Polymer clay - I use the Fimo brand purely because it's readily available where I live (Europe) but the Sculpey brand which is more common in the USA is good too. Plus you can mix them together with no ill effects. I prefer Fimo Soft because I am lazy and don't enjoy conditioning clay, but I do sometimes use Fimo Classic for colours not available in the Soft range. As long as you give the Classic range some extra conditioning, it mixes perfectly well with the Soft range.
An oven - I have an electric oven. No special kiln needed to cure polymer clay, just a normal kitchen oven. It leaves a slightly funny smell, but it's non-toxic and perfectly safe to cook polymer clay in the same oven as you cook food, just not at the same time!
|For safety's sake, I would recommend |
marking the blunt side of the blade, either with
colourful tape, or with a thin layer of clay.
Sharp blade - nowadays I prefer tissue blades, which are quite specialised and expensive, however in the beginning I just used refill stanley knife blades. These were very cheap and are just fine for most polymer clay jobs. I would recommend the tissue blade for cutting already cooked polymer clay canes, and for very delicate, tiny jobs. But for most other jobs, refill blades work just fine too.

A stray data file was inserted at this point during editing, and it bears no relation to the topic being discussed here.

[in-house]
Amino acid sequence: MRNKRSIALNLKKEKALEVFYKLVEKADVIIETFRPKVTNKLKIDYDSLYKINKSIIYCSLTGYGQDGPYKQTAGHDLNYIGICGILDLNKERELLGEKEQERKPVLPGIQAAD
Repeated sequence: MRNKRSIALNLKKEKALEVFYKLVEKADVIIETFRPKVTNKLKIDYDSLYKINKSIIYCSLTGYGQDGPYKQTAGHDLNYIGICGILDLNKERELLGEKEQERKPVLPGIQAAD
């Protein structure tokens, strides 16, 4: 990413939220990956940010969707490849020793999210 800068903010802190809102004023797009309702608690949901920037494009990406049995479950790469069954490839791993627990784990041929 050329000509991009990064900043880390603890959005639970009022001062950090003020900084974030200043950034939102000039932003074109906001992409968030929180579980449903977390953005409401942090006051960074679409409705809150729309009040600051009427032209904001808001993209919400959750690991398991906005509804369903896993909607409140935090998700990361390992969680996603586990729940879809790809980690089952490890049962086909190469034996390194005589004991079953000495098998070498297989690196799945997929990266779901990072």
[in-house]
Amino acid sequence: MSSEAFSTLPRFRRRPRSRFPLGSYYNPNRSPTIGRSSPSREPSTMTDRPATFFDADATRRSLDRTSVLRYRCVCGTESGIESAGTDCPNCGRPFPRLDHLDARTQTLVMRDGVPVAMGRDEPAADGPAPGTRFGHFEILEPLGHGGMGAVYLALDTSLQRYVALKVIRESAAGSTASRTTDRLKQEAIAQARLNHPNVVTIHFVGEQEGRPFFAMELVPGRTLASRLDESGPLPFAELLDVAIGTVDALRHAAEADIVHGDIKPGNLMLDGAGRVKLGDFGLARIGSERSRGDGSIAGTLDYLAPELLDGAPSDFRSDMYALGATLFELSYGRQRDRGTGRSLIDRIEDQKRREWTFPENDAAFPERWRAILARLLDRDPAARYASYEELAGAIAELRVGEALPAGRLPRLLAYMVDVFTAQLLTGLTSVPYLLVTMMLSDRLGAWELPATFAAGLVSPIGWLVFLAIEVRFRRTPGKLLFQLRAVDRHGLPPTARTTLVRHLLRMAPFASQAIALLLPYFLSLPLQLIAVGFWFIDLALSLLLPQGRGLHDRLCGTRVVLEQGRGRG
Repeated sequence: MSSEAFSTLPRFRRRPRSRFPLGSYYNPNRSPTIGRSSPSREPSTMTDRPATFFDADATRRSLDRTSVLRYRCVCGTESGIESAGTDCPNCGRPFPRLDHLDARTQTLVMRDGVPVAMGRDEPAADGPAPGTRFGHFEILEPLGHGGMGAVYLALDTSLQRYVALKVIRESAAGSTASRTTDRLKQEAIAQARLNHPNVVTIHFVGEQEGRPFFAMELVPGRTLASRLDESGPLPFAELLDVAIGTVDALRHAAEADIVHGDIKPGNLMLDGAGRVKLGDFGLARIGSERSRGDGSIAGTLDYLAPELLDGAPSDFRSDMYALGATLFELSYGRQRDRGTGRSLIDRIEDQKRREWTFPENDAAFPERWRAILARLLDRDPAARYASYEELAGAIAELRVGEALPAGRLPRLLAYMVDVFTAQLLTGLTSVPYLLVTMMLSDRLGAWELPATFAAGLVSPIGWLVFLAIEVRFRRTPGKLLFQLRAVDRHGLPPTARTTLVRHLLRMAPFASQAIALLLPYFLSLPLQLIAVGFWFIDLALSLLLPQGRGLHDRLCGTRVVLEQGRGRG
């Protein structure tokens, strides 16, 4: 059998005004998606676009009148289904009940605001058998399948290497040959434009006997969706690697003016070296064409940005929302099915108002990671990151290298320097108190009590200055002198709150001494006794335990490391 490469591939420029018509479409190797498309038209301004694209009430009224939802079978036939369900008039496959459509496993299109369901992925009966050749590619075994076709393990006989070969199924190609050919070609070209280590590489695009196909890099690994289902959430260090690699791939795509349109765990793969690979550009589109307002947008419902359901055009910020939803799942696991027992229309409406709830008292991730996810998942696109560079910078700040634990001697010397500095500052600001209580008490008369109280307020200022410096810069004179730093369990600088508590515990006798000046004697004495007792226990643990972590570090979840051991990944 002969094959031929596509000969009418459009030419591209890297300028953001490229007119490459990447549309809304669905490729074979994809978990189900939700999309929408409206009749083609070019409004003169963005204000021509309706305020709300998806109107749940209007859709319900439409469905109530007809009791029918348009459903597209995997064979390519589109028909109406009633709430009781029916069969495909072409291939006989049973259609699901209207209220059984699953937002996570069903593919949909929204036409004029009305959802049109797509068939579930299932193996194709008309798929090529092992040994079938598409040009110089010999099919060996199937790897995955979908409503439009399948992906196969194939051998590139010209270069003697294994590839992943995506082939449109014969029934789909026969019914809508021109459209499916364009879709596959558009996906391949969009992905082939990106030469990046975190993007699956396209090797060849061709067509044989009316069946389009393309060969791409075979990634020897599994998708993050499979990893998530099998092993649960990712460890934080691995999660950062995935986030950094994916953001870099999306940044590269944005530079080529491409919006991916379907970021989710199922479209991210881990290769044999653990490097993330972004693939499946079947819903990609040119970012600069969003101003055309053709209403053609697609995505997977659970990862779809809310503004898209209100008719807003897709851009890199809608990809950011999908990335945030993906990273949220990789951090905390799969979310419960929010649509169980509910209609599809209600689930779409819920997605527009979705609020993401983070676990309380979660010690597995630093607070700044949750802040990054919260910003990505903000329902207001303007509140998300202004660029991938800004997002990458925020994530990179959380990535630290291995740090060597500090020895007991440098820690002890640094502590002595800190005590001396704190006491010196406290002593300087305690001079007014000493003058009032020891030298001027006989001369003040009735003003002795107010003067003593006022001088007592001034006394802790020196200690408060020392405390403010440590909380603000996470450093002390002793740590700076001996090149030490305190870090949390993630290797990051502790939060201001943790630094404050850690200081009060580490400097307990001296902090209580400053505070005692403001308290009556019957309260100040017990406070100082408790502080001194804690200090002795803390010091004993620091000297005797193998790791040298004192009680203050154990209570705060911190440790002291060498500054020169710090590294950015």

A round pen - I use this as a rolling pin. It's just a circular, plastic pen that I had lying around the house. To this day, I have still never invested in an actual rolling pin for my polymer clay!
Pins and sandpaper - sewing pins can be used for all kinds of texturing, from dimples and crumbs, to lines and trenches. Sandpaper makes great bread and orange peel textures, and you only need a tiny bit.
|The only official tool I have,|
and I don't use them all!
A nice to have but not an essential - clay working tools. I have this set, but probably only use two of them with any regularity. They're mainly useful for mixing polymer clay with liquid polymer clay as they have some bend in them without snapping.
If you're really into making miniatures, you might want to invest in a pasta machine, but I still don't own one, so clearly it's not an absolute necessity. It just saves your hands from all that rolling!